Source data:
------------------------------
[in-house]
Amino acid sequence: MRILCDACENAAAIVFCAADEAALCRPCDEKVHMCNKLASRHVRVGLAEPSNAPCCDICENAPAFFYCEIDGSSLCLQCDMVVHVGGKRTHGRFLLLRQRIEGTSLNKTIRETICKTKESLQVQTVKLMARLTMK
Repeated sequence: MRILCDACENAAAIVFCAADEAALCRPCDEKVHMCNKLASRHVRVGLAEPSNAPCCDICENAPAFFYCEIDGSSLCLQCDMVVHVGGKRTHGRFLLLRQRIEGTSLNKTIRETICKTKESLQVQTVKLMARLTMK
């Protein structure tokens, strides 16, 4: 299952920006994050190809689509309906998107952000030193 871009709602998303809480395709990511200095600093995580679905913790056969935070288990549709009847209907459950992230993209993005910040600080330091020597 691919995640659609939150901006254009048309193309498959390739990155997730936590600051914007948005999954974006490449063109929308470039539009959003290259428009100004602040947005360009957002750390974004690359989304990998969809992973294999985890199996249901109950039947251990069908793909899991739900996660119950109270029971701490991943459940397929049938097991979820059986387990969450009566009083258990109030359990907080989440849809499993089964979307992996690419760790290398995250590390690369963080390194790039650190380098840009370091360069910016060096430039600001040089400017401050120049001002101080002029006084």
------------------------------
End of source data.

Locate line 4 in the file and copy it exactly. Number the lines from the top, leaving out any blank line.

């Protein structure tokens, strides 16, 4: 299952920006994050190809689509309906998107952000030193 871009709602998303809480395709990511200095600093995580679905913790056969935070288990549709009847209907459950992230993209993005910040600080330091020597 691919995640659609939150901006254009048309193309498959390739990155997730936590600051914007948005999954974006490449063109929308470039539009959003290259428009100004602040947005360009957002750390974004690359989304990998969809992973294999985890199996249901109950039947251990069908793909899991739900996660119950109270029971701490991943459940397929049938097991979820059986387990969450009566009083258990109030359990907080989440849809499993089964979307992996690419760790290398995250590390690369963080390194790039650190380098840009370091360069910016060096430039600001040089400017401050120049001002101080002029006084």